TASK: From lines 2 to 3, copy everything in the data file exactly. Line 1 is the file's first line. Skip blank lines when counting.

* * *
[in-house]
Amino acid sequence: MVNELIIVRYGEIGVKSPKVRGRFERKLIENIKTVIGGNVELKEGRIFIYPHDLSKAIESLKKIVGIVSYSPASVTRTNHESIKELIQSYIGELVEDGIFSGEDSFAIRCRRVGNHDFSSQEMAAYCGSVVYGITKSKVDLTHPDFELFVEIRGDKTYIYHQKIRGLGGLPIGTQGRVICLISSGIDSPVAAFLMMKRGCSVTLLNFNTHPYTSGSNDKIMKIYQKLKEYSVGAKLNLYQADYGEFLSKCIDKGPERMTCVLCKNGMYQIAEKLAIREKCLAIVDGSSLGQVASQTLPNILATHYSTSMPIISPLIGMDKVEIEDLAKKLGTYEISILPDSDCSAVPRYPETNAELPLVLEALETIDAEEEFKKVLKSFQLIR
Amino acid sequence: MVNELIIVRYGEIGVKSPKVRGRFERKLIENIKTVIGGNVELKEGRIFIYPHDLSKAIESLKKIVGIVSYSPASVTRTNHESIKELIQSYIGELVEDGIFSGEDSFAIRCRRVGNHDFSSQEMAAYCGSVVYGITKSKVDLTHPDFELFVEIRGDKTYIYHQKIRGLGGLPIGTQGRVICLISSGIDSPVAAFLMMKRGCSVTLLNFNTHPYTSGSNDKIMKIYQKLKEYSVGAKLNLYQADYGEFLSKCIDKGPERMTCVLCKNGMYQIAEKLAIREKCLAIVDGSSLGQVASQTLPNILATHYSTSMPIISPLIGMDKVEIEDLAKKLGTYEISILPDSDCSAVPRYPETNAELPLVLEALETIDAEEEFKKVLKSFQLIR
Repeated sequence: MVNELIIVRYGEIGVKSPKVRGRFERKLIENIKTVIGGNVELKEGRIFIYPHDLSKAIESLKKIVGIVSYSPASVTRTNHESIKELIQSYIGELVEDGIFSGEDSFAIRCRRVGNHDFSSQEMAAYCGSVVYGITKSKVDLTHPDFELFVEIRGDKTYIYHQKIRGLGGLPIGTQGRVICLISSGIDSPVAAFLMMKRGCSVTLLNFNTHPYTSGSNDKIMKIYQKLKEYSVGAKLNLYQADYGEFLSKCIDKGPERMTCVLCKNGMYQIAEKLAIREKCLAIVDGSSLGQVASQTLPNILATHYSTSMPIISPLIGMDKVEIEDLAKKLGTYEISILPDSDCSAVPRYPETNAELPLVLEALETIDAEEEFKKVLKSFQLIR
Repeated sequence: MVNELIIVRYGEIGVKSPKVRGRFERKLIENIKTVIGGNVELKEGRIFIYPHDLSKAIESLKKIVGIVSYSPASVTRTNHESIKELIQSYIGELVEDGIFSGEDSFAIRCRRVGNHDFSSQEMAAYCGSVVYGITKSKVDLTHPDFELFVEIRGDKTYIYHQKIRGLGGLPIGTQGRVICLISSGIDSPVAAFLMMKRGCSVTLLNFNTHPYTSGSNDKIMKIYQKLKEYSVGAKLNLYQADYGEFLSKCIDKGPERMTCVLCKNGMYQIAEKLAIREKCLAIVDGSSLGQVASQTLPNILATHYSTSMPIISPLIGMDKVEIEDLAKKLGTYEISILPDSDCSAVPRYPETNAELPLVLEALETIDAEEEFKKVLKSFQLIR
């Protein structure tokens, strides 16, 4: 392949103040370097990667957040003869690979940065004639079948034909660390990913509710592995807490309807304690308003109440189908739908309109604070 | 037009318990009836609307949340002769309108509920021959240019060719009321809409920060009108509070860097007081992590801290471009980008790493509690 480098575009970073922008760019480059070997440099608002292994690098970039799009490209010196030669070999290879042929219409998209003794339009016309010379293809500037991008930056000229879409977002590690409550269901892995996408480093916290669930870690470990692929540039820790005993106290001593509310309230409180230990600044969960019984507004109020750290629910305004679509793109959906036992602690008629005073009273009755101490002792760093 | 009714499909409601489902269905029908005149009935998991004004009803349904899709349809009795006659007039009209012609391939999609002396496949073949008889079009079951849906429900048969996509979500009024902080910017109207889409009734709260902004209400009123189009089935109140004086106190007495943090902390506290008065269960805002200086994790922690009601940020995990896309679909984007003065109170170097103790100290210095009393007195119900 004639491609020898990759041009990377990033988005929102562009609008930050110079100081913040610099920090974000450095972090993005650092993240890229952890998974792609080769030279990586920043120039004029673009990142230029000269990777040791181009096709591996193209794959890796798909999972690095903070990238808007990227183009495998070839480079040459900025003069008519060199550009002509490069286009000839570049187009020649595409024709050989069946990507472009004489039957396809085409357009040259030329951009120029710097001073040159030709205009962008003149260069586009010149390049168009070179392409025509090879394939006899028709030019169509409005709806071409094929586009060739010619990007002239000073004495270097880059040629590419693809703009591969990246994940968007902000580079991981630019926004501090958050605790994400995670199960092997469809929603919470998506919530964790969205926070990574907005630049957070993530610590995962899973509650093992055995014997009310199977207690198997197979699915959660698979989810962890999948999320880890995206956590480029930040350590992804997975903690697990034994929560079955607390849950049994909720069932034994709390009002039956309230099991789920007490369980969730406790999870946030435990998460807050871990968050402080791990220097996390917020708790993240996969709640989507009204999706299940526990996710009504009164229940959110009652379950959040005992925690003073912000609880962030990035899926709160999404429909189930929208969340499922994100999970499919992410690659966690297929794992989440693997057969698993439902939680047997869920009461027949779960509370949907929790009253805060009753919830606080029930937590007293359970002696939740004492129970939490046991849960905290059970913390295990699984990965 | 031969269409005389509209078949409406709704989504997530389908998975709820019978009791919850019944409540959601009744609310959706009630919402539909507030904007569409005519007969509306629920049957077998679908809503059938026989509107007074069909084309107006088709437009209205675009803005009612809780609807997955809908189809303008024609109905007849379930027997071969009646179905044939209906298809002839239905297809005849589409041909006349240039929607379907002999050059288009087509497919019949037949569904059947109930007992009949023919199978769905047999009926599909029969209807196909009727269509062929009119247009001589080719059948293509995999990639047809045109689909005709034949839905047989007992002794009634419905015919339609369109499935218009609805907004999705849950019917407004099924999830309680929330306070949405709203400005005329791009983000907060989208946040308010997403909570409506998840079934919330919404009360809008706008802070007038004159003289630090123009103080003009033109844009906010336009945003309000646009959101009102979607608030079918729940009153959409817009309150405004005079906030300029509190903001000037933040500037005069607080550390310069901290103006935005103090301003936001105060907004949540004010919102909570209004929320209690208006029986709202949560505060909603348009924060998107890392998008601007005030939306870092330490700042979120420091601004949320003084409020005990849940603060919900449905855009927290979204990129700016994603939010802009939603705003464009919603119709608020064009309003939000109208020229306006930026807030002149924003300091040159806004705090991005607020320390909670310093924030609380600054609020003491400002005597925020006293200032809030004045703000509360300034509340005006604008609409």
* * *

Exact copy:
Amino acid sequence: MVNELIIVRYGEIGVKSPKVRGRFERKLIENIKTVIGGNVELKEGRIFIYPHDLSKAIESLKKIVGIVSYSPASVTRTNHESIKELIQSYIGELVEDGIFSGEDSFAIRCRRVGNHDFSSQEMAAYCGSVVYGITKSKVDLTHPDFELFVEIRGDKTYIYHQKIRGLGGLPIGTQGRVICLISSGIDSPVAAFLMMKRGCSVTLLNFNTHPYTSGSNDKIMKIYQKLKEYSVGAKLNLYQADYGEFLSKCIDKGPERMTCVLCKNGMYQIAEKLAIREKCLAIVDGSSLGQVASQTLPNILATHYSTSMPIISPLIGMDKVEIEDLAKKLGTYEISILPDSDCSAVPRYPETNAELPLVLEALETIDAEEEFKKVLKSFQLIR
Amino acid sequence: MVNELIIVRYGEIGVKSPKVRGRFERKLIENIKTVIGGNVELKEGRIFIYPHDLSKAIESLKKIVGIVSYSPASVTRTNHESIKELIQSYIGELVEDGIFSGEDSFAIRCRRVGNHDFSSQEMAAYCGSVVYGITKSKVDLTHPDFELFVEIRGDKTYIYHQKIRGLGGLPIGTQGRVICLISSGIDSPVAAFLMMKRGCSVTLLNFNTHPYTSGSNDKIMKIYQKLKEYSVGAKLNLYQADYGEFLSKCIDKGPERMTCVLCKNGMYQIAEKLAIREKCLAIVDGSSLGQVASQTLPNILATHYSTSMPIISPLIGMDKVEIEDLAKKLGTYEISILPDSDCSAVPRYPETNAELPLVLEALETIDAEEEFKKVLKSFQLIR